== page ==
Figure 4. Fliggy

As the relevant laws are not perfect enough, once price discrimination occurs, it is very important for the regulatory authorities to intervene to safeguard the rights of users. Regulatory authorities must intervene to safeguard the rights of users when price discrimination occurs due to imperfect laws. As for the abusive algorithmic price discrimination in China, although there are many regulators involved, there is no clear division of powers regarding the regulation of algorithmic price discrimination.

In practice, unsupervised or repeated supervision may lead to embarrassing situations (Tang, 2022). Liang (2022) and his team have studied algorithm governance entities in various countries worldwide (p.30). They believe that it is not yet appropriate to establish a new regulatory agency in China. Instead, it could refer to the current joint meeting system of the anti-monopoly and anti-competition departments to establish a new regulatory agency in multiple ministries and commissions (Liang, 2022, p.30). Furthermore, Tao (2022) proposed constructing a government-led pluralistic governance model. The government would play a leading role in coordinating organizations, enterprises, and individuals. This would reconstruct relationships among multiple stakeholders through consultation and cooperation (p.17).

Personalized Disclosure of Prices

Last month, in March 2024, China introduced administrative regulations that explicitly prohibit the abusive algorithmic price discrimination for the first time. This has become a powerful weapon in fighting against the abusive algorithmic price discrimination, as well as an important piece of evidence for users to secure their rights. The right to non-discrimination is an indispensable right for any pluralistic society, and its purpose is not to prohibit all forms of difference, but only the most egregious and morally reprehensible differences (Eder, 2021, p.32). Therefore, preventing abusive price discrimination does not imply keeping prices of goods constant indefinitely. Oren (2019) suggests that personalised disclosures prevent sellers from setting prices higher than what consumers are willing to pay (p.223). Personalized disclosure refers to sellers providing each consumer with individualized information on the product’s true value to that particular consumer. For example, on the ticket order page, Fliggy explains the quotation obtained by the user, including the initial price, discount information obtained by the user, tax, etc. This allows users to understand the price structure and judge whether the price is higher or lower than their own price expectations, thereby reducing the negative effects of price discrimination.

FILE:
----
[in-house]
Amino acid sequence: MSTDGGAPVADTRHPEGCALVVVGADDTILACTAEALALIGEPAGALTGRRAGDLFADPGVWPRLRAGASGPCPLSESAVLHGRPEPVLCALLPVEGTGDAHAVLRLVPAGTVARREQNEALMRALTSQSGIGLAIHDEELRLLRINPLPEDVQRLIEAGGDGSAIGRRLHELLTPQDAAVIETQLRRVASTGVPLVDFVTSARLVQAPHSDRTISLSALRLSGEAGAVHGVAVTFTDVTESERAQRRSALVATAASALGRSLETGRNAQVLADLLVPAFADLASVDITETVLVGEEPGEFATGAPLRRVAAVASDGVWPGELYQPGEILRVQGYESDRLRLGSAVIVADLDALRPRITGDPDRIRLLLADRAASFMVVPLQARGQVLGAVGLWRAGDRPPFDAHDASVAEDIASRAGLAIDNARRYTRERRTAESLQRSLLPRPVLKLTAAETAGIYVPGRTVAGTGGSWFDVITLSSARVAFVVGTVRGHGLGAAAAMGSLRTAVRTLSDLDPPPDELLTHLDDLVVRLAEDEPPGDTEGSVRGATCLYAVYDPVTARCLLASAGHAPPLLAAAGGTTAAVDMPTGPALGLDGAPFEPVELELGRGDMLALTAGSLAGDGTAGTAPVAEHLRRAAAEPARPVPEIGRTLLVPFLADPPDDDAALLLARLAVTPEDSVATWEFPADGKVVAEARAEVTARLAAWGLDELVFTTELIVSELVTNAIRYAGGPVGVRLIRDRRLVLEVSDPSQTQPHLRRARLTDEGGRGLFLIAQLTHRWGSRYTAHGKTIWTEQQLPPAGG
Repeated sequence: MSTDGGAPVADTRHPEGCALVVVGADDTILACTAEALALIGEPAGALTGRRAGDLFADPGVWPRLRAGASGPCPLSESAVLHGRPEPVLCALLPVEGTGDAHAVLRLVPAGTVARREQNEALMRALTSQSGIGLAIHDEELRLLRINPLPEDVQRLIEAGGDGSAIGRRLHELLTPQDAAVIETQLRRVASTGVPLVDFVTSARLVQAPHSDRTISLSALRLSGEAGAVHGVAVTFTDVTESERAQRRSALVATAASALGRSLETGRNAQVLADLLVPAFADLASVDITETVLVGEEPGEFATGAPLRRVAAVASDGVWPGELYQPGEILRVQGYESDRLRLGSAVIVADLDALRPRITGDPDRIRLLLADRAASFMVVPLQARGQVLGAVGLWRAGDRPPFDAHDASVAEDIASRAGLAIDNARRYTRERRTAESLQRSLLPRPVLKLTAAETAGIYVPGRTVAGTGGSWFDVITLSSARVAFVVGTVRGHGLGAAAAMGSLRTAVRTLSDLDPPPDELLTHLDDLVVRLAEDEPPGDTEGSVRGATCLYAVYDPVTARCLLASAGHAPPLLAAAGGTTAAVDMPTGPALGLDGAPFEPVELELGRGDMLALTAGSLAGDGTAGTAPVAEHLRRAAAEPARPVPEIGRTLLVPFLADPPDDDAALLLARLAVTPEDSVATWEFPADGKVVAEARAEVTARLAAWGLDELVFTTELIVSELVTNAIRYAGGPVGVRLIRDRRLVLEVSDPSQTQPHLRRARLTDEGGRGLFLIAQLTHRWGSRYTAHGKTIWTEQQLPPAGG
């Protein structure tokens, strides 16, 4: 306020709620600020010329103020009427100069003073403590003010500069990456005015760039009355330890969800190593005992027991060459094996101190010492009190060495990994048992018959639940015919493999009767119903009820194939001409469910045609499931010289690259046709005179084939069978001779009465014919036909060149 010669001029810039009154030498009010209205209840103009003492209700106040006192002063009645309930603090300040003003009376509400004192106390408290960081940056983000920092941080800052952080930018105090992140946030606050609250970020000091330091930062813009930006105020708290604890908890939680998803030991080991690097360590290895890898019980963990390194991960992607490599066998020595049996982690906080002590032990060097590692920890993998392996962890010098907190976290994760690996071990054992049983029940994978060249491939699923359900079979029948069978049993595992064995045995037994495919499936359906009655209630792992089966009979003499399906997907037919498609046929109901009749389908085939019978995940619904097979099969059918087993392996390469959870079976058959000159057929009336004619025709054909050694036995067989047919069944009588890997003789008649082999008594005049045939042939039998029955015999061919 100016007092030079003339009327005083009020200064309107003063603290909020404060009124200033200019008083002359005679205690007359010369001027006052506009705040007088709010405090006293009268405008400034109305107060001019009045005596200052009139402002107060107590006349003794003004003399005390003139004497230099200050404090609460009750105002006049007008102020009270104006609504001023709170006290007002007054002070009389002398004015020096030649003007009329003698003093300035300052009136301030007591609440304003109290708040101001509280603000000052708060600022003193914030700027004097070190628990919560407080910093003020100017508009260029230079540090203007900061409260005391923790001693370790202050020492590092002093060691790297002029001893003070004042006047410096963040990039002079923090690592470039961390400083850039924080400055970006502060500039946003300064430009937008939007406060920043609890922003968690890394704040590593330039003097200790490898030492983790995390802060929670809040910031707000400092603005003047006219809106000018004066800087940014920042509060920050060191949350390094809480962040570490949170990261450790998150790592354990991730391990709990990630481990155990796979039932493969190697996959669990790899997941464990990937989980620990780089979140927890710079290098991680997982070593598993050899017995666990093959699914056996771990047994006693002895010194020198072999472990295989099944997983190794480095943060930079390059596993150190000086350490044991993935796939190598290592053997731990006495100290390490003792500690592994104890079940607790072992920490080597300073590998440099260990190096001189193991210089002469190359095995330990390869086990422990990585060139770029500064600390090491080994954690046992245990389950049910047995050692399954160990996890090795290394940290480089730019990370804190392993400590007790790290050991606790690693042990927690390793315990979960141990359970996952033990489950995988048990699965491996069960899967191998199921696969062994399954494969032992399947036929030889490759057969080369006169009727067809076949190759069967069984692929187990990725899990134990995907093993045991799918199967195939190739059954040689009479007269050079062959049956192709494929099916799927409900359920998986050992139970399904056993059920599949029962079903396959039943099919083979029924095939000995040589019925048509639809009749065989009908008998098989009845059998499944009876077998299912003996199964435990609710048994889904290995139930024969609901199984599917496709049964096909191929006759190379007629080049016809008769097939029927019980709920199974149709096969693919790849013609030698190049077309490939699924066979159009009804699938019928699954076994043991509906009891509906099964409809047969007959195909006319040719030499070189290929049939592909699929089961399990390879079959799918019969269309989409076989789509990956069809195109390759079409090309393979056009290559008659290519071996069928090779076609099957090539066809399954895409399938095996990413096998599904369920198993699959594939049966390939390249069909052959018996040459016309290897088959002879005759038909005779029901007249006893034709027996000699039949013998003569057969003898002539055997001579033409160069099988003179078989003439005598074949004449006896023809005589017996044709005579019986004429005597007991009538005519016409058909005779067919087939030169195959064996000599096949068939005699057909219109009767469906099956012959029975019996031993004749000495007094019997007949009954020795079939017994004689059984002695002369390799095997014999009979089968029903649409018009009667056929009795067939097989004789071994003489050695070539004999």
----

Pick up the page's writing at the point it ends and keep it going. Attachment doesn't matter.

Figure 5. A screenshot of a personal disclosure on Fliggy